So Alan, how did the Charles Paddock Zoo begin?
Alan: Initially, it began by accident. Charles Paddock, a park ranger and a Boy Scout leader, started to take in injured and orphaned animals. He provided them a sanctuary here to rehabilitate them. Then when the circus rolled into town, he would trade the rescued animals in for other animals. Eventually, he had a wide assortment of wild animals.
How did it become a zoo?
Alan: After a while, the community decided to start investing and caring for the animals that had been brought together in the park by Charles Paddock. An entire zoo was built up around the animals that had been rescued here. Now, we’re a zoo that I am proud to say is accredited by the American Zoo and Aquarium Association (AZA) Accreditation Commission. There are approximately a little over 200 zoos in the United States that have that accreditation. With the accreditation, we’re set to accomplish our mission to help save animals from extinction.
That’s incredible! Can you elaborate a little more on your mission?
Alan: Our zoo was built around animals that needed help, and that’s what we continue to do today. Our goal is to provide a safe space for endangered animals, for conservation purposes. Did you know that with the work of our zoo and others accredited by the American Zoo and Aquarium Association (AZA) Accreditation Commission, we have put back 40 different species into the wild that used to be completely extinct? While, conservation is our primary goal, it often goes hand in hand with education and recreation for us.
How does education and recreation help with conservation?
Alan: We find that conservation works best if people know more about how important animals are to our environment. It also helps because we can share small steps they can take to help endangered animals right now. Take for instance the endangered orangutans, did you know that their wild habitat is at risk because of palm oil farming? If people know that, then they’re more likely to avoid products with palm oil and companies using palm oil may make the switch to something else if people start avoiding their products. It’s little bits of information and education that can make a big difference.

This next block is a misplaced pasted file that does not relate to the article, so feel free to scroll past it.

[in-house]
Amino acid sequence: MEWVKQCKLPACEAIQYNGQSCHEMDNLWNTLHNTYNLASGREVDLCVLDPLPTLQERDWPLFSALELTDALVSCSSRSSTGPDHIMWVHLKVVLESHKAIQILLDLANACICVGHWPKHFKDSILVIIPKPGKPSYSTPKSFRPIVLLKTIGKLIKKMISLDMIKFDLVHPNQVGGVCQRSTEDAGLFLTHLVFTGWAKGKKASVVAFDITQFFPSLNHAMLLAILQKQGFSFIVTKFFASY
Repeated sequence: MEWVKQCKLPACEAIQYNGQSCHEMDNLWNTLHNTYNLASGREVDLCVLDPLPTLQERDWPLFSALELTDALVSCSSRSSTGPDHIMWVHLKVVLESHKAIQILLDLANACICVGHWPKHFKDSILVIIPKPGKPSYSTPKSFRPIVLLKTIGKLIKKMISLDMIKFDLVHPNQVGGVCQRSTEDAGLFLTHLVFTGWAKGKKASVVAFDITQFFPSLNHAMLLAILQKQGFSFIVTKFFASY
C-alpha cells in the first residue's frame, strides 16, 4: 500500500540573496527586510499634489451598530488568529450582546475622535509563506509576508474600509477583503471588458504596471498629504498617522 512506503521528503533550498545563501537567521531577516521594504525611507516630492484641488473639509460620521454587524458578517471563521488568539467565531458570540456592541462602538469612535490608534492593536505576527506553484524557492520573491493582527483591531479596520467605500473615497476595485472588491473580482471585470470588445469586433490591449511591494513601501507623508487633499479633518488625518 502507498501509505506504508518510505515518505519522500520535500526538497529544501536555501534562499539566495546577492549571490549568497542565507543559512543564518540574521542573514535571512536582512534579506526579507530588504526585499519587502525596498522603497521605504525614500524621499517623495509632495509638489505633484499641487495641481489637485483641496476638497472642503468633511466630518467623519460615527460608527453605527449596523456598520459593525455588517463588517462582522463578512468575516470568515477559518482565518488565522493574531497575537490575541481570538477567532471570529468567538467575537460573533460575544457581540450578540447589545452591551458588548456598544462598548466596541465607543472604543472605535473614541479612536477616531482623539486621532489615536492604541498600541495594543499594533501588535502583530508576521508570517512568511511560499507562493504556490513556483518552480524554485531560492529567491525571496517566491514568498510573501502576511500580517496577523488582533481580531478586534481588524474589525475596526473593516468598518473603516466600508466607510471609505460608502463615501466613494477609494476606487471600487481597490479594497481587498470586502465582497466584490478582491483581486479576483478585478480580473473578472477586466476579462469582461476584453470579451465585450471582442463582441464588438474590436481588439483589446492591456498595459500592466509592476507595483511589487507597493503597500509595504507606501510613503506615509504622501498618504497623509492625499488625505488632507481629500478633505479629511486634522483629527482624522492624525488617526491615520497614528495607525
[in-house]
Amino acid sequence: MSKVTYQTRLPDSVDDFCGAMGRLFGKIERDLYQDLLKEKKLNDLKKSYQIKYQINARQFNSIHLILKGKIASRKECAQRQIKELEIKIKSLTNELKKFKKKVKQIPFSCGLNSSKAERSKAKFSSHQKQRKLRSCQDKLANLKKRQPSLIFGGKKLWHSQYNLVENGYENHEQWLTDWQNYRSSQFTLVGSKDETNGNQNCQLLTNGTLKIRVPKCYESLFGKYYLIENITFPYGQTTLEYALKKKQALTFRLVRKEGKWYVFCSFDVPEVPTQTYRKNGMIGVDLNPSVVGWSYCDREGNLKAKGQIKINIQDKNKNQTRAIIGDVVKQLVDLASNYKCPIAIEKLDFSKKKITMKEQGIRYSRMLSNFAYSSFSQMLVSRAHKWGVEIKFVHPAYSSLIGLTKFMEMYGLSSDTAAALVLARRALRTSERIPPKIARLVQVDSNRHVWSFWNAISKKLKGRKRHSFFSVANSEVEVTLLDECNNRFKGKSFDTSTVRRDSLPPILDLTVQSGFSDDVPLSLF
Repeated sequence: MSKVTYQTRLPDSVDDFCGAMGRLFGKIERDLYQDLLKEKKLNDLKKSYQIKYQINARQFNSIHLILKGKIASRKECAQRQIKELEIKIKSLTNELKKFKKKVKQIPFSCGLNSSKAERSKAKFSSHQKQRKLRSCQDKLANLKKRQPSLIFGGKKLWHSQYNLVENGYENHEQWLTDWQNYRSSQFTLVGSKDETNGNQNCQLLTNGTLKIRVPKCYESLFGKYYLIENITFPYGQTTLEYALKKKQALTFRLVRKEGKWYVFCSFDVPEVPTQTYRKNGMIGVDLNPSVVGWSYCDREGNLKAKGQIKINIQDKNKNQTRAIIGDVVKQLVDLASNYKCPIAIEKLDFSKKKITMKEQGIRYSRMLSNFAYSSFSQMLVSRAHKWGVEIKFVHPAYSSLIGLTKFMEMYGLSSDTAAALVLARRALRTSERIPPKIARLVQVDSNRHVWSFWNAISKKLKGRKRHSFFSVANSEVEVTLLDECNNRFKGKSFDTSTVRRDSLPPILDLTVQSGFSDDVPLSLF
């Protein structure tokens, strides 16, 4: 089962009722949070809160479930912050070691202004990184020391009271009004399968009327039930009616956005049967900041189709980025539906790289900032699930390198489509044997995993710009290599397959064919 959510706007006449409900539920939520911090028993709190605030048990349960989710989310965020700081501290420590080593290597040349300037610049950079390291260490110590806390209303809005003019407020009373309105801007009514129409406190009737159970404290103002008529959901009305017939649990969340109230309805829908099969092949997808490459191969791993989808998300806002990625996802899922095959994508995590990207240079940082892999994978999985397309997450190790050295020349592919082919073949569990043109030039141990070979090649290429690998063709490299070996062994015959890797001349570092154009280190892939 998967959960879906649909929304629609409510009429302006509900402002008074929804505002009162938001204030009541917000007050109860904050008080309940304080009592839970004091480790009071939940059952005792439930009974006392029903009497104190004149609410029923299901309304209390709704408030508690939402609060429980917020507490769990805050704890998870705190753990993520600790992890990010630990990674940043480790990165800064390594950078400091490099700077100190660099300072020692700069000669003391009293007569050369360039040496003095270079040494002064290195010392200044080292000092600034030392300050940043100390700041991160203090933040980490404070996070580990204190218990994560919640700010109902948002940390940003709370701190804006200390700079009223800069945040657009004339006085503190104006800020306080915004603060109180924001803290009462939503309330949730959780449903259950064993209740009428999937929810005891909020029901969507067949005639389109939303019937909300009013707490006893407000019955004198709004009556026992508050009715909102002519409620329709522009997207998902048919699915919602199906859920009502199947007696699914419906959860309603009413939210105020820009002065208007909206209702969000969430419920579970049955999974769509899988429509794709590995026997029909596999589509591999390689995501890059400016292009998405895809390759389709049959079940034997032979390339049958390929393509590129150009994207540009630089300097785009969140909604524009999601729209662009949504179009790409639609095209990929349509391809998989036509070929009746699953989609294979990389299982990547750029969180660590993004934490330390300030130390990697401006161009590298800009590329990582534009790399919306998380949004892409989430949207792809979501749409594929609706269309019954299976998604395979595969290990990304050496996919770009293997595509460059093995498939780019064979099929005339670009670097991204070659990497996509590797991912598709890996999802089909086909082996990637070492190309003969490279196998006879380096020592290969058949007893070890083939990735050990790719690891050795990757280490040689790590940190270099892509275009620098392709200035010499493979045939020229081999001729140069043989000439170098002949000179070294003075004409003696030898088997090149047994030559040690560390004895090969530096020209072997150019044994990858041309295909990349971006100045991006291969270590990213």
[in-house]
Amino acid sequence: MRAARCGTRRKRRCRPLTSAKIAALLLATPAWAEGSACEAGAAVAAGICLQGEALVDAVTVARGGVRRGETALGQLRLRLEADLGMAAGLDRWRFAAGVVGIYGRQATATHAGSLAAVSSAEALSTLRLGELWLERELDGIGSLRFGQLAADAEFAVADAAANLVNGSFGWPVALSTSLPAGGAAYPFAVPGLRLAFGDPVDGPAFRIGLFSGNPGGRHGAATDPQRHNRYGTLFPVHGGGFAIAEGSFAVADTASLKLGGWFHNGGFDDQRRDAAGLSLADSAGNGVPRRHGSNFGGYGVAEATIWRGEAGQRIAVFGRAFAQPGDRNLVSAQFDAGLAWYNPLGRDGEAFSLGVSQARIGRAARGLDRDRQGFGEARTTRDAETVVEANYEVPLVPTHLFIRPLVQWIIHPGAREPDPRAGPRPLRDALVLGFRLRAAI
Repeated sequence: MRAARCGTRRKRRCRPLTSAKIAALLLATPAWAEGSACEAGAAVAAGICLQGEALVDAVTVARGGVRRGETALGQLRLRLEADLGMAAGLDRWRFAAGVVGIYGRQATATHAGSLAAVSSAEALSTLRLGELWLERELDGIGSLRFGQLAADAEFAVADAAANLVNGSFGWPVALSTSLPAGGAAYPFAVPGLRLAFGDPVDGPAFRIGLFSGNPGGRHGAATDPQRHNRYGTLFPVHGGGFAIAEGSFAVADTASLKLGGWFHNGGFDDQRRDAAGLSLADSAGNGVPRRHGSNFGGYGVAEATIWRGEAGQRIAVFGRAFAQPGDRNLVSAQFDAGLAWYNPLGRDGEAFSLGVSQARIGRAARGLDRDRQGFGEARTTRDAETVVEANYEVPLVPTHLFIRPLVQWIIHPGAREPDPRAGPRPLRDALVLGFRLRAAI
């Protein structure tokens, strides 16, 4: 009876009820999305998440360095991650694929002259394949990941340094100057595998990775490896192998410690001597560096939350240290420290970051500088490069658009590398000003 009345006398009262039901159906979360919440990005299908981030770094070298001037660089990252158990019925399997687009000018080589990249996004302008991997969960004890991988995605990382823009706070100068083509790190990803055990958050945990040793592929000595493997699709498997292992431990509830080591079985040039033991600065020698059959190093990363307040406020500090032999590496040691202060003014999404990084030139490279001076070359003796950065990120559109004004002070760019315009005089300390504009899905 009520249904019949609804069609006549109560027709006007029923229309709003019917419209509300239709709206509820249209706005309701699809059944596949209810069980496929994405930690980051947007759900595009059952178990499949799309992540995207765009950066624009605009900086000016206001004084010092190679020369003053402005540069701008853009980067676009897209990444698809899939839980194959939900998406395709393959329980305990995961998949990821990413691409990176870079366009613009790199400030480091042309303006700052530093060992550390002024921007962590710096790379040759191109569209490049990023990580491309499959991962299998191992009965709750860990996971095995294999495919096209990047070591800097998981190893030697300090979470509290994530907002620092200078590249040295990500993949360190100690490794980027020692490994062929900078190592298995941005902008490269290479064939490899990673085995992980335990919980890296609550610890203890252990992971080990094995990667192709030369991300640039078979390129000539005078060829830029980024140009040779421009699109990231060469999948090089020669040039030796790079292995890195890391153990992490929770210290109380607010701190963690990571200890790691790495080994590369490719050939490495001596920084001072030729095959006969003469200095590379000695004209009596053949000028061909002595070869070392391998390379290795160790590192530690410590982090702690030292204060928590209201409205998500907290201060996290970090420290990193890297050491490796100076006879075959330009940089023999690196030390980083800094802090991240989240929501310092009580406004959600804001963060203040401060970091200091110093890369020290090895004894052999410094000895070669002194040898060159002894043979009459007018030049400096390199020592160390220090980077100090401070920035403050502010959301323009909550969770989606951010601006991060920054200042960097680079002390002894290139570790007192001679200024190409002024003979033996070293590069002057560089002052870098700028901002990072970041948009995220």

Recreation is also important because we want them to discover that conserving wild animals and learning about them is fun. We want them to keep coming back to learn more.
What will the Charles Paddock Zoo look like in the future?
Alan: The zoo will feature five biodiversity hotspots, the most critically endangered terrestrial areas in the world. These hotspots will include Indo-Burma, South America, West Africa, Madagascar, and California. In every hotspot, we will include endangered animals from those regions, like the new Red Pandas that are from the Indo-Burma region.
What’s the one exhibit that everyone should see at the Charles Paddock Zoo?
Alan: Definitely the new Red Pandas exhibit. This is the first exhibit that ushers visitors into a whole new environment where you can learn about how the animals live.
How can local community members help the zoo?
Alan: There are a variety of different ways you can support the zoo. You can donate to us financially to help us continue to provide excellence for both our animals and our community. Donations that come from individuals, groups, or events like the Atascadero Lakeside Wine Festival, now known as the Central Coast RESERVE at Atascadero, are important to helping us develop our conservation efforts to their full potential.
You can also volunteer either regularly here or at different events. We have quite a few of them coming up this month. Terrie, would you like to jump in here?
Terrie: Sure thing! April 13th is our big, Party for the Planet here at the zoo and that kicks off an entire month of springtime festivities. We have our Spring Festival, and camps, and we wrap up the month with Brew at the Zoo.
Charles Paddock Zoo